Parks and Trails Council of Minnesota

Judge C.R. Magney State Park

By Jim Umhoefer
As the turbulent Brule River races toward a jutting rock mass on the brink of a waterfall, more than half the stream disappears into a huge pothole. The channel on the east side of the rock drops 50 feet, in two steps, into the gorge below. The Western channel pours into the unknown depths of Devil’s Kettle. The Kettle, in Judge C.R. Magney State Park, is still a mystery because no one knows where the water re-enters the river.
Judge C.R. Magney State Park is located about 14 miles northeast of Grand Marais on the North Shore Scenic Drive in Minnesota’s Cook County.

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Devil's Kettle Falls. The stream on the left is swallowed up by a pothole at Judge C.R. Magney State Park

Devil’s Kettle Falls. The stream on the left is swallowed up by a pothole

The Brule River flows through Judge C.R. Magney State Park and empties into Lake Superior

The Brule River flows through Judge C.R. Magney State Park and empties into Lake Superior

A close up view of the Devil's Kettle Falls at Judge C.R. Magney State Park

A close up view of the Devil’s Kettle Falls

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Trails
Hikers can enjoy nine miles of moderate trails at this park. The 1.25-mile hiking trail that follows the frothy white water of the Brule upstream to Devil’s Kettle passes the Lower and Upper Falls along the way. Two picnic areas straddle the lower Brule, connected by a footbridge that is next to the trailhead parking lot.

Foot bridge over the Brule River at Judge C.R. Magney State Park

Foot bridge over the Brule River

Stairs lead hikers to the edge of the river at Judge C.R. Magney State Park

Stairs lead hikers to the edge of the river

Exposed roots on a hiking trail at Judge C.R. Magney State Park

Exposed roots on a hiking trail

You’ll hear the thunder of tumbling water through the conifer forest before the trail splits. To the left, the trail leads to Lower Falls. Veer right to continue to Upper Falls, a 15-foot drop. A continuous cloud of mist keeps the gorge walls moist.

The Brule River has carved a massive gorge into the volcanic rock over time at Judge C.R. Magney State Park

The Brule River has carved a massive gorge into the volcanic rock over time

View of the Brule River from a scenic overlookat Judge C.R. Magney State Park

View of the Brule River from a scenic overlook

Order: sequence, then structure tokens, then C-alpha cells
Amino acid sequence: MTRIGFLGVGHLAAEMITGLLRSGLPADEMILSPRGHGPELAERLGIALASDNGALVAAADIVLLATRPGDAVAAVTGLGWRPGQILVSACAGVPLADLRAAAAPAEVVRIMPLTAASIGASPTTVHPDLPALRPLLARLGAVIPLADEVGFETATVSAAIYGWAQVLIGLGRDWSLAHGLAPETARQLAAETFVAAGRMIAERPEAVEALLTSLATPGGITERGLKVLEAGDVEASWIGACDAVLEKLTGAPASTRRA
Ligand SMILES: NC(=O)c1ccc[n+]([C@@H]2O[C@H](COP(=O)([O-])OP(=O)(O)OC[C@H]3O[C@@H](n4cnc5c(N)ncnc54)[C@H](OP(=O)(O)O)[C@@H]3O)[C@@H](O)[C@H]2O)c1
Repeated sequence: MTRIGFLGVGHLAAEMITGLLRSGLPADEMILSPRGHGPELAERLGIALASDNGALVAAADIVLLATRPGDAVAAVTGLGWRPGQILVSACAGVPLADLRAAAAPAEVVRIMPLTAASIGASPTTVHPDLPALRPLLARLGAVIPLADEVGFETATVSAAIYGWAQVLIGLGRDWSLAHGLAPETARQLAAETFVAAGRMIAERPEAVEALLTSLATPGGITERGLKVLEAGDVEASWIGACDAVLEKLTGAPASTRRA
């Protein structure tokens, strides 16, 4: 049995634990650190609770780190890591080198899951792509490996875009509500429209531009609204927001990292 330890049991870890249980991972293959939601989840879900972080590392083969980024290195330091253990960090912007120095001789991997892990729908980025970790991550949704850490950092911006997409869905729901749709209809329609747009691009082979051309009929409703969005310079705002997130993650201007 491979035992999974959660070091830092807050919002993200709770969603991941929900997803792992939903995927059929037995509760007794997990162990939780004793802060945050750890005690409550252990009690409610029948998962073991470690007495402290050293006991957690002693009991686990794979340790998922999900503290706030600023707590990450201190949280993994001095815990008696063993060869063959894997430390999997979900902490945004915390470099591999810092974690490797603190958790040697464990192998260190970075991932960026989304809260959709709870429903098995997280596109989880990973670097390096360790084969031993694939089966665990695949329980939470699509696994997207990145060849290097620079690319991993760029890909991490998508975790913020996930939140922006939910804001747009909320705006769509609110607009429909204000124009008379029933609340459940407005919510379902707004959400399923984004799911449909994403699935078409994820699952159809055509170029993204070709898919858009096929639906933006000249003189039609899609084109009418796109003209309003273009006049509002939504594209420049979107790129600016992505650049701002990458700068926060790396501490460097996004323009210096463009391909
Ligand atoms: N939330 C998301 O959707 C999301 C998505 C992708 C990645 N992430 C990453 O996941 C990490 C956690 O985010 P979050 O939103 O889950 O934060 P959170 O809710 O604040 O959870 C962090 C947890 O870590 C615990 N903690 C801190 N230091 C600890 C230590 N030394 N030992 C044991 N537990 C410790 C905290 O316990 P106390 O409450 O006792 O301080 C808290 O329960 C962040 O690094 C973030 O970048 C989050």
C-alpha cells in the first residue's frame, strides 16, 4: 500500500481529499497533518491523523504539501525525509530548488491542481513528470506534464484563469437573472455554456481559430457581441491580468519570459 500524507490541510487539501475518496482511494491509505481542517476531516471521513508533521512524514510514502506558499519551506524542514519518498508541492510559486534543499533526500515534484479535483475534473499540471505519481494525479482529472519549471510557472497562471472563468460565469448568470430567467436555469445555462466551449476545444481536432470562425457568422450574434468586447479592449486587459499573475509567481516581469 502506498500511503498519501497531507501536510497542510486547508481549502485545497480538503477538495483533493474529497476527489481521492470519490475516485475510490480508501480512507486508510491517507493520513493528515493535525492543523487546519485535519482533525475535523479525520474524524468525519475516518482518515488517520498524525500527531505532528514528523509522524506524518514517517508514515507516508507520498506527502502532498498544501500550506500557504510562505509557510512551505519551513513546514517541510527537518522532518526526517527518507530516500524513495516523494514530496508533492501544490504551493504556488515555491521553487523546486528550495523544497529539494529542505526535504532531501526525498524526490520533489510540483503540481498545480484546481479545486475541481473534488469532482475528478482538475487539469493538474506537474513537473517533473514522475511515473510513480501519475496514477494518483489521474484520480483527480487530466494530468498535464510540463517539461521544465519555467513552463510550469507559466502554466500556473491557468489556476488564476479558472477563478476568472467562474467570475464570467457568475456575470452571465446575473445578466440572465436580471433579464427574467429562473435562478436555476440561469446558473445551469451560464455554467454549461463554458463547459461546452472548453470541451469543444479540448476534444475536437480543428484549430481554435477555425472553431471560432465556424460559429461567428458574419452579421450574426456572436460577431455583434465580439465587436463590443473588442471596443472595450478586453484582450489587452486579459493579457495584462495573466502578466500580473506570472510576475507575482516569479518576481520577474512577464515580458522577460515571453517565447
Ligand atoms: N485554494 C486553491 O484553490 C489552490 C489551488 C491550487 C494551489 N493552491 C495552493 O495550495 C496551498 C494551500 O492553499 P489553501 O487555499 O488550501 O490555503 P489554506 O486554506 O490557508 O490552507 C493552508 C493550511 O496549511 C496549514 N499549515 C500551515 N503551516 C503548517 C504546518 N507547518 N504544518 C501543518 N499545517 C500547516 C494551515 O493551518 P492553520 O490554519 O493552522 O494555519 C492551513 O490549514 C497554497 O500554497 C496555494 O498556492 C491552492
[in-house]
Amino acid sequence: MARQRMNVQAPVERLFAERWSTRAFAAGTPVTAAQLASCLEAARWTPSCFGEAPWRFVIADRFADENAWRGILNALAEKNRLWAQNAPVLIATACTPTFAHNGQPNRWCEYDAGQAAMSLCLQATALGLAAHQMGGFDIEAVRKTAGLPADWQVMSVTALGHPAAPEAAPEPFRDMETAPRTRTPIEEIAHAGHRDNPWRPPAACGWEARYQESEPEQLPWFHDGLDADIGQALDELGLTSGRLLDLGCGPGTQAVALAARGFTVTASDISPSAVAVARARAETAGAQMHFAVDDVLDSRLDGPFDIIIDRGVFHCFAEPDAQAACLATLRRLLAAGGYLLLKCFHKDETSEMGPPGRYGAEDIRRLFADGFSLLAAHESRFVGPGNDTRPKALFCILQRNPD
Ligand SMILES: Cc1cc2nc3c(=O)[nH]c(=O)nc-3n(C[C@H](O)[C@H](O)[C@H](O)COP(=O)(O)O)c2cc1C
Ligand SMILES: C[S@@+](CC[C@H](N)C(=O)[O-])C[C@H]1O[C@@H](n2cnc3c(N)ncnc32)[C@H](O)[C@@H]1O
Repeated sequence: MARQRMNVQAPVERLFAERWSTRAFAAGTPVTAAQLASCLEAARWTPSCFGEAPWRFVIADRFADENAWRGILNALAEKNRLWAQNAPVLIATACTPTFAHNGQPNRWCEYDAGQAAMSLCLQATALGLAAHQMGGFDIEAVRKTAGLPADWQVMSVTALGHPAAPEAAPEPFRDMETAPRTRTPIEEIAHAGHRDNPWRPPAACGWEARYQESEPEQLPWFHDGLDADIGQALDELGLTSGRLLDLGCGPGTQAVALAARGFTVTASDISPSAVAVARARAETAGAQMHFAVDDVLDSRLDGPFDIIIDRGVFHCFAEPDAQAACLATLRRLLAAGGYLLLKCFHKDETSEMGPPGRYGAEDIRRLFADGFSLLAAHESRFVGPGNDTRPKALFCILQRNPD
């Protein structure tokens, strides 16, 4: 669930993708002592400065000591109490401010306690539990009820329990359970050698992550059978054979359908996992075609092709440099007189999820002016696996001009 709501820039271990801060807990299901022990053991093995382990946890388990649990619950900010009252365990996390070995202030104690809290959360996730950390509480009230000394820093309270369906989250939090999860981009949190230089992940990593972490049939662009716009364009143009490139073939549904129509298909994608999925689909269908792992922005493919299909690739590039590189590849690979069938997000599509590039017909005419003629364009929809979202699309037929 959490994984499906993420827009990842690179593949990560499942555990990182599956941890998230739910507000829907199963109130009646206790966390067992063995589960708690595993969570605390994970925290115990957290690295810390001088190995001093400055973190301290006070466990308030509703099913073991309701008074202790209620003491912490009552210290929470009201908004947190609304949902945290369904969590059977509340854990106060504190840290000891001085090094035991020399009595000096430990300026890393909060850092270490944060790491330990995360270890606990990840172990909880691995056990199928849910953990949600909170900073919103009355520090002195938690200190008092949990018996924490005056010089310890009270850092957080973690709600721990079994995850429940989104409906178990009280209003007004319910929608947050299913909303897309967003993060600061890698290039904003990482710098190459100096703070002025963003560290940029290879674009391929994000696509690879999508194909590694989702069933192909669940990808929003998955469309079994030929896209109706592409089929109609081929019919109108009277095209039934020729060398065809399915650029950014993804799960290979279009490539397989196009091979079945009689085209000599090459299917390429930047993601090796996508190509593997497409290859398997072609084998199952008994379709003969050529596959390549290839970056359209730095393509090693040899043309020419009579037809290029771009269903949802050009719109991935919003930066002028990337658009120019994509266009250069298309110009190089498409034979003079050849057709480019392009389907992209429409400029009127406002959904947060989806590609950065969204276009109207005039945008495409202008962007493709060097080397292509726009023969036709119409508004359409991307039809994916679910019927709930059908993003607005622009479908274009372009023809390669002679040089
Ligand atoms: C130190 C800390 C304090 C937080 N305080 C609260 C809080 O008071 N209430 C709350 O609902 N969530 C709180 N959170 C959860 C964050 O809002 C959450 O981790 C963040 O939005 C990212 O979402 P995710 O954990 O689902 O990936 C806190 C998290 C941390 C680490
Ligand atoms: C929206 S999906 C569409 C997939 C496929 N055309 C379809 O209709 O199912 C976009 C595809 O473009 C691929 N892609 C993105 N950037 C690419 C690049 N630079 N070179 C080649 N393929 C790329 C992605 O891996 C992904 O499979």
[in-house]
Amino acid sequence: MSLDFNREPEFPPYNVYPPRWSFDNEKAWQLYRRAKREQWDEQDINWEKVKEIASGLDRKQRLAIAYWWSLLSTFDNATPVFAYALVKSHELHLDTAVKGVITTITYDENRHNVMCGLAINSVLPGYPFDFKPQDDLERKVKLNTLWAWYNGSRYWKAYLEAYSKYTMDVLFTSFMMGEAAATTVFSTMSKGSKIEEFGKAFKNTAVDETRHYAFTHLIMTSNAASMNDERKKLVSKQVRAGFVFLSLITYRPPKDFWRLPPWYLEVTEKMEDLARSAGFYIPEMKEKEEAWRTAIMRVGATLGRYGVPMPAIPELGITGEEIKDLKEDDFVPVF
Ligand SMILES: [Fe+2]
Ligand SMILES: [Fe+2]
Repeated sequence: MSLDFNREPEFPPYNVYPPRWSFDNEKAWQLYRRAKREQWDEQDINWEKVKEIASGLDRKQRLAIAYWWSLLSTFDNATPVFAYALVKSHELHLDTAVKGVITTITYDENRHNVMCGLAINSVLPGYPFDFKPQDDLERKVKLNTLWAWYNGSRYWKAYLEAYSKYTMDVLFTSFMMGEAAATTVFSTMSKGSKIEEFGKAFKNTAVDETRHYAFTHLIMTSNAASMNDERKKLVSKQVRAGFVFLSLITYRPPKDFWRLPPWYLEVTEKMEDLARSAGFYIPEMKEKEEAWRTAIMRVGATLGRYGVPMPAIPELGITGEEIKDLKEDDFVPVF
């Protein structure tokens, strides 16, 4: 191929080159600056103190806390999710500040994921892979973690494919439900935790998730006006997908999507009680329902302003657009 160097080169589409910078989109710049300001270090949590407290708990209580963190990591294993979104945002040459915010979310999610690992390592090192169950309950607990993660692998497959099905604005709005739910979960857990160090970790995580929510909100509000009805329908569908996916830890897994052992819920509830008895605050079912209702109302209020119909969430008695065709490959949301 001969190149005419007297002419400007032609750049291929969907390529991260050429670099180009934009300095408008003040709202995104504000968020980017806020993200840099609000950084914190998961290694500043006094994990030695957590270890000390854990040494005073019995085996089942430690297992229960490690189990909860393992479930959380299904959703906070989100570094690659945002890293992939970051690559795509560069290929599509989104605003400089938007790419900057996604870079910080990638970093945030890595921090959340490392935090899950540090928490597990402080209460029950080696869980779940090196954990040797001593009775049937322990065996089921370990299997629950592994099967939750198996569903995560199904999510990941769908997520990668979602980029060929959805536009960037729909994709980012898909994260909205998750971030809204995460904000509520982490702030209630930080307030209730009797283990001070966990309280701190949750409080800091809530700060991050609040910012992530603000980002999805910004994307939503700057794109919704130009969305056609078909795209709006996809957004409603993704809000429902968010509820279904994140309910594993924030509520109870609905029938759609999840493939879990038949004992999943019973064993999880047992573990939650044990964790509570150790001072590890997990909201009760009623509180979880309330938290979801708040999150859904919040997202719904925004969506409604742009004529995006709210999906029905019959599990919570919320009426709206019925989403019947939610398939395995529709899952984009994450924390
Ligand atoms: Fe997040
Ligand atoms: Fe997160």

Morning hikers may see a rainbow through the vapor. About a quarter-mile farther upstream is the Devil’s Kettle. You can look into the Kettle from a platform that juts into the river below the falls. On the hike back downriver, Lake Superior beckons like a blue jewel through the trees.
The Superior Hiking Trail, a 310-mile footpath on high ridges along Lake Superior, crosses the park as well.

Camping
Each of the 27 rustic sites in the campground is surrounded by trees. The peaceful, wooded setting appeals to a variety of campers. The campground fills often during the summer and into the fall color season, attracting travelers headed to and from Canada.

Rustic, but quiet camping at Judge C.R. Magney State Park

Rustic, but quiet camping

Fishing
The Brule River, originating in Brule Lake, flows through the park for about 6 miles before spilling peacefully into Lake Superior. Trout anglers often hike upstream above the falls on unmaintained trails to try for brook or rainbow trout. The steelhead trout spawning run in the spring and the salmon run in the fall provide excellent fishing opportunities. The nearest Lake Superior accesses are in Hovland and Grand Marais.
Park History
You might come across some old foundations in the campground. These were part of the Grover Conzet Work Camp of the 1930’s, a project that began during the Great Depression. The men who lived here worked on many forest projects.
When the land was designated a park in 1957, it was called Bois Brule State Park. In 1963, the state legislature changed the park’s name to Judge C.R. Magney State Park as a memorial to the former state Supreme Court justice and conservationist who helped establish many of the state parks and waysides along the North Shore. Magney realized that much of the North Shore would be privately developed one day, but visualized the parks as becoming “every man’s country estate.”
Winter
Judge C.R. Magney State Park is relatively quiet during the winter. Hiking and snowshoeing are ways to experience the park during the cold season. A hike upriver to the waterfalls and Devil’s Kettle will be rewarded with the sight of fanciful, surrealistic ice sculptures.
Mesabi Trail
Spirit Mountain
Visit Duluth in the winter
Spirit Mountain